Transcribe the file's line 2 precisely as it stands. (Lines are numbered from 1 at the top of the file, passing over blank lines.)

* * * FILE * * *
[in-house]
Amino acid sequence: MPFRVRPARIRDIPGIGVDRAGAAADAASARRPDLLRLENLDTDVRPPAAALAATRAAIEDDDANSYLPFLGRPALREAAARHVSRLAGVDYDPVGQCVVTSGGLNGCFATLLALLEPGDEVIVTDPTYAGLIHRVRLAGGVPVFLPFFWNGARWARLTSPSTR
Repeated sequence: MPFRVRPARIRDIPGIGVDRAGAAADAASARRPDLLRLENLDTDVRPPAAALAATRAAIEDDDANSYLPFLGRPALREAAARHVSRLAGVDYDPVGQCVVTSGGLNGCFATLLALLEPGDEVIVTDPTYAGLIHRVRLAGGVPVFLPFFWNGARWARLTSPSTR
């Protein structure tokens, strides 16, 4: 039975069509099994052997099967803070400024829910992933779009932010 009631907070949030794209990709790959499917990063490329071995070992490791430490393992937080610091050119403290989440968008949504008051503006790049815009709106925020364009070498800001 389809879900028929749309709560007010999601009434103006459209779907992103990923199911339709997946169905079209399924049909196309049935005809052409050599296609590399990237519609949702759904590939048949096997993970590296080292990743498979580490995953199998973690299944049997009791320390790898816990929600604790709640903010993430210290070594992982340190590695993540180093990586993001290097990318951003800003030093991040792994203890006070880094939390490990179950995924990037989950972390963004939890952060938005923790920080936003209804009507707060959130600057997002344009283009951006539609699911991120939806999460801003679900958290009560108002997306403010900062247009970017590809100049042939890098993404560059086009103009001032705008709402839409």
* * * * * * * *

Amino acid sequence: MPFRVRPARIRDIPGIGVDRAGAAADAASARRPDLLRLENLDTDVRPPAAALAATRAAIEDDDANSYLPFLGRPALREAAARHVSRLAGVDYDPVGQCVVTSGGLNGCFATLLALLEPGDEVIVTDPTYAGLIHRVRLAGGVPVFLPFFWNGARWARLTSPSTR